Must Haves: All of the look at 10:19; stud denim jacket in tracery (and anything else in the print); leather and silk capes

Dislikes: We loathe hoodies and loathe logos. There are lots of logo hoodies here.

Bag Bumming

My new daily driver is Lanvin’s “Hook” Bag. It is large and structured, so that I can load it with all the necessaries of a full day out, yet also flexible enough for a tight space; between people or car seats. It is also thrillingly unisex, with a sturdy, comfortable strap that can produce purse, tote, and even backpack effects. Adjusting it is a pleasure, since it fastens with a tasteful loop stamped with the Lanvin text logo. The hardware has discreet house logos, too, and the eagle-eyed (a rep at the local Loewe store not among them; she thought it was one of their own) will note the “JL” stitching of the strap. 

The bag is elegant and luxurious, but not too “cutely” shaped. It serves very well on days we haven’t the strength to trade in “well, men’s bags aren’t pretty-deal with it!” defiance.

On receipt of it from Lanvin’s K11 Musea Hong Kong store, I didn’t think of reviewing or filming it. I just wanted to cram our things in it and use it. That process was a relief, too, as I transferred my cards to the attached wallet. For years now I’ve used a Valentino rockstud fold wallet. A pleasure to use and pretty, the studs nevertheless required careful attention to avoid scratching other leather accessories in a shared tote. The (permanent?) retirement of the Valentino and the personal revelation of the attached wallet-how many discarded bags have misshapen, abused, royal like the currency they nobly carried, these little flags separated from their bodies, waving in surrender?-gave me a delightfully carefree feeling.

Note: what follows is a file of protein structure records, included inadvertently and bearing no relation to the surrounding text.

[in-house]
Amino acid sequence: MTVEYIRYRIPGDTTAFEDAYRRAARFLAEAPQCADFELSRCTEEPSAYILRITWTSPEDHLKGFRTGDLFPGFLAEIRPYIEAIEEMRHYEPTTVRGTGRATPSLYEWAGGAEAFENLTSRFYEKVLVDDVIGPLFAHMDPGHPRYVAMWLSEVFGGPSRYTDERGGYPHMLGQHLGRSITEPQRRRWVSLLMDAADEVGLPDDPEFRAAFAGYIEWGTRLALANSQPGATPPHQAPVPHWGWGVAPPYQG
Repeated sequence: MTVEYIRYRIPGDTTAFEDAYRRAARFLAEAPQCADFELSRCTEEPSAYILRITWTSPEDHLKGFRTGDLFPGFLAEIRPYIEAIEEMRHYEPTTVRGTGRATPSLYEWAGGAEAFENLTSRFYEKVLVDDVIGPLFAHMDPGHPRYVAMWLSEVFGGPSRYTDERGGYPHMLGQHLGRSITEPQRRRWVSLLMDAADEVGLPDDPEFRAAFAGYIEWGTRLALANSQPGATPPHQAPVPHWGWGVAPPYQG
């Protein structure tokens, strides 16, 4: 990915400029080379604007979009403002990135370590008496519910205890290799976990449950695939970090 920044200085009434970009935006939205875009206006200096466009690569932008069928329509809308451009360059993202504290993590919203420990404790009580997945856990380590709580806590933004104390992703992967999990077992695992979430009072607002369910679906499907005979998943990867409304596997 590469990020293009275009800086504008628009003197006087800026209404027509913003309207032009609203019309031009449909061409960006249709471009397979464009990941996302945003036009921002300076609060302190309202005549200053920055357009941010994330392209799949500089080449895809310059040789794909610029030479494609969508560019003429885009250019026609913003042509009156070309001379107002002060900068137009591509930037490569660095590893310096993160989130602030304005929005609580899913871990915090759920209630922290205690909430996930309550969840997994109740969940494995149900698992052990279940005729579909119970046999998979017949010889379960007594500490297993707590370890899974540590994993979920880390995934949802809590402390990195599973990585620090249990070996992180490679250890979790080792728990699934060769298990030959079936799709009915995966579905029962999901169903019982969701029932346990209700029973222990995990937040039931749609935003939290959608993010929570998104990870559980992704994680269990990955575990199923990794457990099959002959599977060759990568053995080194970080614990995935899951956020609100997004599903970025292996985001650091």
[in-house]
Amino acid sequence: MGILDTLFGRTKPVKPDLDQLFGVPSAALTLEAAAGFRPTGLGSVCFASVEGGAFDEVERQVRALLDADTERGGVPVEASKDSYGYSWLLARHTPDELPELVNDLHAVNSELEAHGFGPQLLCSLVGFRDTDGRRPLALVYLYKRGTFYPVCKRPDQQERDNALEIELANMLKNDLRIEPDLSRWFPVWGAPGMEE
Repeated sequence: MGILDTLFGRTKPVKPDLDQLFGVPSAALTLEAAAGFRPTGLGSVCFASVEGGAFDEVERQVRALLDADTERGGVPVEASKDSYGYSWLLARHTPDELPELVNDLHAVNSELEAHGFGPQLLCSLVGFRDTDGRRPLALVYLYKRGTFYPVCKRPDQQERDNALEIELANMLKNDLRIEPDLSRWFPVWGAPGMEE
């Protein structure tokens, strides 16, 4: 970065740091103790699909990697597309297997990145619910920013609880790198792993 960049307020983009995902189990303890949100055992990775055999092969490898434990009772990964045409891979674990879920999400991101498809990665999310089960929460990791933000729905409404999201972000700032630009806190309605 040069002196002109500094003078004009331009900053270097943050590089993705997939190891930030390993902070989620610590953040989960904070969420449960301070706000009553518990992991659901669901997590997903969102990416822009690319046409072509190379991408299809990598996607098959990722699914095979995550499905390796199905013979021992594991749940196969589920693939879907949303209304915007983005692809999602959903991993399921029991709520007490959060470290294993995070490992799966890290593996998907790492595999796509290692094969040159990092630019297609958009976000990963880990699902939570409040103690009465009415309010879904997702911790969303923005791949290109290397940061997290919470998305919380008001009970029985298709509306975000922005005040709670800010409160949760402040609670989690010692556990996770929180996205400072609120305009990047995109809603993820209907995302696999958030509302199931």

Perhaps too carefree. After a midweek lunch I stepped into a local Whole Foods grocery store for a single item: peanut butter for post-exercise smoothies. 

Whole Foods stores in this area resemble nothing so much as a singles bar. Shopping expensively, in their sexiest athleisure wear, the no-longer-quite youth here describe the very kernel of their souls by the food they (don’t) eat. There has always in this location been bouncers, too. They have since it opened nearly a decade ago had a preoccupation with imagined theft (of what?), and employ patrolling security at all hours.